In light of the recent flu outbreak, this presentation came at a most opportune time. It was, Collins and Counselor Kim Sample said, pure coincidence, as the program had been scheduled for nearly a year.
Germ City is an interactive, walk-through exhibit that is coupled with a brief oral presentation regarding proper hand washing techniques and making the students aware of the ways in which germs spread. Collins also made students aware of food bourne illnesses and their origins.
Following the educational presentation, Mrs. Nicolson's fifth grade class was given a type of glow in the dark hand washing gel and instructed to go to the restroom and wash their hands in the manner in which they were shown during the demonstration. Students were told to take special care not to touch anything prior to going through the Germ City tent.
Housed in the black tent-like structure is four black lights as well as various creepy crawly "germs" hanging from the ceiling. The students enter the front and are able to see if they washed their hands well by seeing if there is anything glowing on their hands. From the sounds of most of the children, there were definitely germs on their hands.
This exhibit is a part of the Food Stamp Nutrition Education Program and is used to teach children about food safety and hand washing techniques.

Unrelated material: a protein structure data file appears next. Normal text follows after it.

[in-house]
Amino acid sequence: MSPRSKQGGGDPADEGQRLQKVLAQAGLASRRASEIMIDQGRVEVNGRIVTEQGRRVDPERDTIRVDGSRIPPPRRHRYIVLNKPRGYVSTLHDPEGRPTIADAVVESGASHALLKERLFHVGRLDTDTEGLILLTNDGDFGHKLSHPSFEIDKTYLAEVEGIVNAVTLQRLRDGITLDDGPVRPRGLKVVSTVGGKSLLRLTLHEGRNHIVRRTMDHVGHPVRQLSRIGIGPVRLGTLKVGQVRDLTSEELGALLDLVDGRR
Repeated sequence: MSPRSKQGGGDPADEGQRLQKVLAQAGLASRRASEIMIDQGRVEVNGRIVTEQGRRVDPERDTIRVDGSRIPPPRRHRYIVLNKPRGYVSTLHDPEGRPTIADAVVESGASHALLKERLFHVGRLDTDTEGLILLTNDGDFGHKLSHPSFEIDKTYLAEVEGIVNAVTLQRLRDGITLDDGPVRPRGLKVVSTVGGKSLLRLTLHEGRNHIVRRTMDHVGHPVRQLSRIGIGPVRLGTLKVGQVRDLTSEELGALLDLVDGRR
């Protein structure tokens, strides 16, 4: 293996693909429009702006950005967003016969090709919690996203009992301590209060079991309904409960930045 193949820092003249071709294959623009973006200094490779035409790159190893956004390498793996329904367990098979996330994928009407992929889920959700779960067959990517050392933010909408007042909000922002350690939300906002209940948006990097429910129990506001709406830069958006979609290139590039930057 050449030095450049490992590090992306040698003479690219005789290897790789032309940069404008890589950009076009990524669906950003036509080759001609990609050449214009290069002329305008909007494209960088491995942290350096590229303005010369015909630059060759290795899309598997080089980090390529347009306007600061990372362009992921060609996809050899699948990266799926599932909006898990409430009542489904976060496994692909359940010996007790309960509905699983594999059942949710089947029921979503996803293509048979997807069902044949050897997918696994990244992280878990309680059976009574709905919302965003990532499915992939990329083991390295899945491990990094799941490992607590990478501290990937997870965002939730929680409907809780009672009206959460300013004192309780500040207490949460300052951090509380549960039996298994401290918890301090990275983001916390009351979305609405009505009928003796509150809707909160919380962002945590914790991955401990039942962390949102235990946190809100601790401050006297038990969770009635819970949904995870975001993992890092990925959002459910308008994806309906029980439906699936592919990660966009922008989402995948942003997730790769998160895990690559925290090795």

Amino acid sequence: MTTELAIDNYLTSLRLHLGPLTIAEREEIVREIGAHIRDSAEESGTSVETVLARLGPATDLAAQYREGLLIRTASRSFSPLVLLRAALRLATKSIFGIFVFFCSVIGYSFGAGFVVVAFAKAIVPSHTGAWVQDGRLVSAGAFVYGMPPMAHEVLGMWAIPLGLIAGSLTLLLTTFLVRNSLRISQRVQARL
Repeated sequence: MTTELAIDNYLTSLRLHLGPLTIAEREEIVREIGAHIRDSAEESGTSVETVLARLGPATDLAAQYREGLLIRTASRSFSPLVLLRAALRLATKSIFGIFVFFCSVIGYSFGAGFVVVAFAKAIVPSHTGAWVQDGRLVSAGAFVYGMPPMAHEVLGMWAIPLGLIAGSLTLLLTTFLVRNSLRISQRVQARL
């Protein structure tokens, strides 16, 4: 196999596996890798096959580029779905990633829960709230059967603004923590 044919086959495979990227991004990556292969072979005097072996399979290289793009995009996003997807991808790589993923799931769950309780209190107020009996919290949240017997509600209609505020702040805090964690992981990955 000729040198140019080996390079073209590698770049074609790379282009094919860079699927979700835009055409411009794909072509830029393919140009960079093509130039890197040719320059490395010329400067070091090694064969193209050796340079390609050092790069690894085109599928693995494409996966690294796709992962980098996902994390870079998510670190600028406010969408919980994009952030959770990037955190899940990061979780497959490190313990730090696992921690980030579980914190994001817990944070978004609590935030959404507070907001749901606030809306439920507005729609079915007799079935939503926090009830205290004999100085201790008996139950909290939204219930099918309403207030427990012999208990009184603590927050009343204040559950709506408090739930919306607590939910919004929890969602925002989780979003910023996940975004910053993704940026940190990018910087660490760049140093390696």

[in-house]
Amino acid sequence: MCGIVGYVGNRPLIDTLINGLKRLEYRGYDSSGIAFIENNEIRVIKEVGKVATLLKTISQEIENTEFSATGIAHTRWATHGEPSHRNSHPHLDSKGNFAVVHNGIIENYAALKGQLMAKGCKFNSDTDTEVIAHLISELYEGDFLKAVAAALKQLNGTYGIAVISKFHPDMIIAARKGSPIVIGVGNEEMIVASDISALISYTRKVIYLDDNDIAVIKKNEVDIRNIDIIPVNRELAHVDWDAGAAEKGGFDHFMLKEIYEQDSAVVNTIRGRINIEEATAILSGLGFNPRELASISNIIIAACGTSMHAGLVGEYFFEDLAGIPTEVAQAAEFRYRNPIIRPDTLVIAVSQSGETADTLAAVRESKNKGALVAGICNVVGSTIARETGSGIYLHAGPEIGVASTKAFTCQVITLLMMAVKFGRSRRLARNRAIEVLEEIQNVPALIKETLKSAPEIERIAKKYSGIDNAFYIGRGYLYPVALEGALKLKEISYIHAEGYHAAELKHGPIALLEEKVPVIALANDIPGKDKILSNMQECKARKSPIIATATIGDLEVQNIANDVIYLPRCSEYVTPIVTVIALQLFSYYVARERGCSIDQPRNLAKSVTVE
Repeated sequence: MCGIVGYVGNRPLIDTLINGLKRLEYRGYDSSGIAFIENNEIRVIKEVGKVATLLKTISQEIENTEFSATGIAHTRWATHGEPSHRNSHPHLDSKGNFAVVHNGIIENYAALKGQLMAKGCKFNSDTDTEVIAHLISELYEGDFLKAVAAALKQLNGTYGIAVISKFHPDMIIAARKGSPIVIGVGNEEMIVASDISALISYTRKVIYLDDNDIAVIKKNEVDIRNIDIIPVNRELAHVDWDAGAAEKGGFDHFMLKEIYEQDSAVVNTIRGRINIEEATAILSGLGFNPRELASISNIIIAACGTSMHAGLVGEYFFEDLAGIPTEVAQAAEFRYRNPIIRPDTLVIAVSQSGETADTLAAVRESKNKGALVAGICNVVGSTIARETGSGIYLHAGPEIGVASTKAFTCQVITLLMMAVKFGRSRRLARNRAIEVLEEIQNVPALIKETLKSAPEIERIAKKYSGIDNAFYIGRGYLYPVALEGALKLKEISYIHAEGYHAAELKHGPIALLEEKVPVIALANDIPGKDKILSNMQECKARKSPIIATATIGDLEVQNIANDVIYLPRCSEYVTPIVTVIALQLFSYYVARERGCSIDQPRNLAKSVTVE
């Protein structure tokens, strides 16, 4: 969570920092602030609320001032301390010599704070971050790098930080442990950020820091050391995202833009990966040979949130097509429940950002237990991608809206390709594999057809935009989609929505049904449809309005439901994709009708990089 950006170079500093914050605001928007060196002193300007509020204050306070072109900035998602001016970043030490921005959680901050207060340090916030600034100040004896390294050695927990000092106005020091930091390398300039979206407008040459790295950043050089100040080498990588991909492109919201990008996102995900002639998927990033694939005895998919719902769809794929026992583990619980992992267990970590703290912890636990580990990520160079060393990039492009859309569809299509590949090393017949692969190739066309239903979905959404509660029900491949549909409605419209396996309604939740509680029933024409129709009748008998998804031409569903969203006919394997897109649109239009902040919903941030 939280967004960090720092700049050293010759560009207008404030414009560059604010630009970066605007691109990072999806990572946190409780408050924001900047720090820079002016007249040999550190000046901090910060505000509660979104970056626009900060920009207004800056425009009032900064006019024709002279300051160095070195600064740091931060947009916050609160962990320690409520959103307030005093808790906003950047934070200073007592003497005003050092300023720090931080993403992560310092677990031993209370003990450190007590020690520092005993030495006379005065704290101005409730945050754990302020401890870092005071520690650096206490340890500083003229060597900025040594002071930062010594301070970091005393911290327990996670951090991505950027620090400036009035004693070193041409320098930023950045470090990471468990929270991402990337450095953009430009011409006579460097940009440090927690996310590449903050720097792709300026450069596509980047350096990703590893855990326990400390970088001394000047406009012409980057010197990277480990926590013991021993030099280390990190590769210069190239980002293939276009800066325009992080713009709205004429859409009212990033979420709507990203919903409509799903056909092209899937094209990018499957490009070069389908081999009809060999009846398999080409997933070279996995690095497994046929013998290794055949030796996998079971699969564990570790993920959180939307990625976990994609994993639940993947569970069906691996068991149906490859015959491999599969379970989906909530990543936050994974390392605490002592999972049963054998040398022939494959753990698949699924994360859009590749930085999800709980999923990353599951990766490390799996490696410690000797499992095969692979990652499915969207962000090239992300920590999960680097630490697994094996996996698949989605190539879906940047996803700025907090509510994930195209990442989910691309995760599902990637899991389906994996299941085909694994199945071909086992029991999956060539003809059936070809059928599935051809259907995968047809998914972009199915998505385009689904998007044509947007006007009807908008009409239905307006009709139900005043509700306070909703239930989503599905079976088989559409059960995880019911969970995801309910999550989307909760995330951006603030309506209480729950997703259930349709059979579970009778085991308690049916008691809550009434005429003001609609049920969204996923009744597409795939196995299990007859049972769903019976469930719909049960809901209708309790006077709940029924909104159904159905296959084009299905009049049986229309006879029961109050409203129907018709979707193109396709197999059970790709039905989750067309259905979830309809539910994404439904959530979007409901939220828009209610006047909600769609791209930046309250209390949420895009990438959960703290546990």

Collins also told the children that 90 percent of food bourne illnesses are caused by contamination. Many of these illnesses are caused by a virus because of germs and can be avoided by proper hand washing and preparation and storage techniques.
In addition to Collins' presentation, Highland Middle School nurse Nancy French spoke to the children about staph. She also reiterated Collins' discussion about hand washing and told the children to keep their hands off their faces and out of their mouths due to germs spreading.
By allowing the students to visualize the portions of their hands that weren't correctly washed with the black light exhibit, children can pay closer attention to their hand washing.
Collins told the children to wash for at least 20 seconds under warm water, paying close attention to the nail area and between fingers. She told them that warm soapy water was more effective than hand sanitizer.
The students were provided with handouts that included the techniques they had learned at the presentation as well as food and lunch box tips to avoid bacteria that causes illness.
Collins said to inquire about the possibility of having the Germ City Exhibit at their school or event, contact the Sharp County Extension Office.